Additional disclosure requirements for biotech inventions in India
31 March 2020
Seemingly, inventions relating to biotechnology are magnetically more attracted to non-patentable clauses of Section 3 of Indian Patent Act. Therefore, when filing patent applications relating to biotechnology, due care must be taken of the additional disclosure requirements, to successfully pass the stricter examination tests such inventions are subjected to.
An invention relating to bio-technology is generally relating to a product or a process relating to a life science and combination with other fields. Patents granted in this technical field have greater complexities because, unlike bio-technological inventions, other inventions relating to non-living matter do not evolve themselves with time and therefore do not present any foreseeable dangers. However, any changes in living matter or a genetically modified substance may not show signs of problems instantly, but only reveal themselves over a course of time.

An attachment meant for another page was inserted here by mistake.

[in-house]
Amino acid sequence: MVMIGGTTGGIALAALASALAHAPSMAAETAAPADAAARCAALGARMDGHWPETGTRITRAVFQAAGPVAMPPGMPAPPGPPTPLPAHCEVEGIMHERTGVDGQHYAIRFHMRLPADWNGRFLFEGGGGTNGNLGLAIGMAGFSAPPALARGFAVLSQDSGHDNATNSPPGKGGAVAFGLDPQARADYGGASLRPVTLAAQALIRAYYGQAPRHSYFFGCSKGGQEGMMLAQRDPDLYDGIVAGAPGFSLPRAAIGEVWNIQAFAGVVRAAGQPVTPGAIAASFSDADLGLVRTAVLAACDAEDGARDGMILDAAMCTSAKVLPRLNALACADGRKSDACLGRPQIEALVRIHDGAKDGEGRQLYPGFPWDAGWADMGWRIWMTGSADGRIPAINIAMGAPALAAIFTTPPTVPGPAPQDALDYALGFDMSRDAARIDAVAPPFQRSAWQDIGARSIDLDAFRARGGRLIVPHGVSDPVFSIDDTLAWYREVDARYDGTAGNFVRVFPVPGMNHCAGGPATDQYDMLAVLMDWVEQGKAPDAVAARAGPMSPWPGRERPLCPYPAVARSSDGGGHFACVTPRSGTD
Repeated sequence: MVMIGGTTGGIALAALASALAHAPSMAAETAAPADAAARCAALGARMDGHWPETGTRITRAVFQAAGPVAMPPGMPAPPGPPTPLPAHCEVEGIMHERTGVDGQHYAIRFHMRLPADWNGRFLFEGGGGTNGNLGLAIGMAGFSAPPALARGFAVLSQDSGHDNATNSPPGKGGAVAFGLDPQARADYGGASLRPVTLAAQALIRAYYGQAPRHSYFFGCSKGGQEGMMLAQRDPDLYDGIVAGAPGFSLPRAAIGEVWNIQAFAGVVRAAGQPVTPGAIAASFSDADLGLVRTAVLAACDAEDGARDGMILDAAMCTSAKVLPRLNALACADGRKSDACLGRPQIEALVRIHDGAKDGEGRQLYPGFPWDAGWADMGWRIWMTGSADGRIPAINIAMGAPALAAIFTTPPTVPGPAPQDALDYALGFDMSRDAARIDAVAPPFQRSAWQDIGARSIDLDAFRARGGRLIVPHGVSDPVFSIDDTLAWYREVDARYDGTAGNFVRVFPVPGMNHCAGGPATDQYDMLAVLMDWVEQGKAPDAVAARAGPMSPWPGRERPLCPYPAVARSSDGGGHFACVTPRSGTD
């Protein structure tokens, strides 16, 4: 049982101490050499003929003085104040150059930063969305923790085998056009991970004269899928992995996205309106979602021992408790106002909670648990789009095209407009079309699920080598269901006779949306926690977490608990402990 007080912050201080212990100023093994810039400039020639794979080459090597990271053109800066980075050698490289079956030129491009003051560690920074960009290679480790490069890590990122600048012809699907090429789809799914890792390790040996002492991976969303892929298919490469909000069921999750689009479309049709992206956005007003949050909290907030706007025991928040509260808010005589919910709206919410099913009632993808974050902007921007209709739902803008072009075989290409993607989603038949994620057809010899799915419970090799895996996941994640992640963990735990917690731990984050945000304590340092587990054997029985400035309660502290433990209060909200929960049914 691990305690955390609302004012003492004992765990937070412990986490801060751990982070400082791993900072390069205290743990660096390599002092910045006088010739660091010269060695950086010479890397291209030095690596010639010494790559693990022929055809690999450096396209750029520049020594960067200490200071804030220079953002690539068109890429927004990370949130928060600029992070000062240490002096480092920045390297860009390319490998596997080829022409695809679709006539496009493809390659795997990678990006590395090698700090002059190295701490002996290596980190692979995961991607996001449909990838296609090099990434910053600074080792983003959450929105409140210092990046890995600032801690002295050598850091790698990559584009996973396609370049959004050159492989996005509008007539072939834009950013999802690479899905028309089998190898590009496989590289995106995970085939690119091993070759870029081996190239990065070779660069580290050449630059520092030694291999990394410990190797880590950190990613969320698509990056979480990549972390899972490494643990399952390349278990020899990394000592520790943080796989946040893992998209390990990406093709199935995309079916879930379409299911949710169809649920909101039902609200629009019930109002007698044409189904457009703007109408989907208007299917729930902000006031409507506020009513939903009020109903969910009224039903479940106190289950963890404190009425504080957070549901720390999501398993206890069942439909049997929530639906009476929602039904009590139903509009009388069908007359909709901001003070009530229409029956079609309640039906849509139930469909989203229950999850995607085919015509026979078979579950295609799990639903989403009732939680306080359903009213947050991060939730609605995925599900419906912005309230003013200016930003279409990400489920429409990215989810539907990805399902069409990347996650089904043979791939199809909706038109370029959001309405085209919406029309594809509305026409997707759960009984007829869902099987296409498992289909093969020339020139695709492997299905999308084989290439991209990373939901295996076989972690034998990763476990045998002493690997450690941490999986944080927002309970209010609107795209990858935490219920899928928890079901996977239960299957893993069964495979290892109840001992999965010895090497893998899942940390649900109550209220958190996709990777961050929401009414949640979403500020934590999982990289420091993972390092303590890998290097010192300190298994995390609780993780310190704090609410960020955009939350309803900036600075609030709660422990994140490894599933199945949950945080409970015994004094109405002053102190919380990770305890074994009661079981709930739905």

Thus, for inventions claiming proteins, DNA, RNA, genes, sequences, if the biological material used in the invention is not available to the public, it is necessary to deposit the biological material to an international depository authority (IDA) not later than the date of filing the patent application in India under sub-clause (A) of clause (ii) of sub-section (4) of Section 10 of the Indian Patents Act, 1970 and include the reference to the deposit in the patent specification within three months from the date of filing patent application under sub-rule (8) of rule 13 of the Patent Rules, 2003. Pursuant to Rule 13.2(a) of the Regulations under the Budapest Treaty for the International Recognition of the Deposit of Microorganisms for the Purposes of Patent Procedure, a list of international depositary authorities indicating the kinds of microorganisms that may be deposited with, and the amount of fees charged by, the said authorities is provided.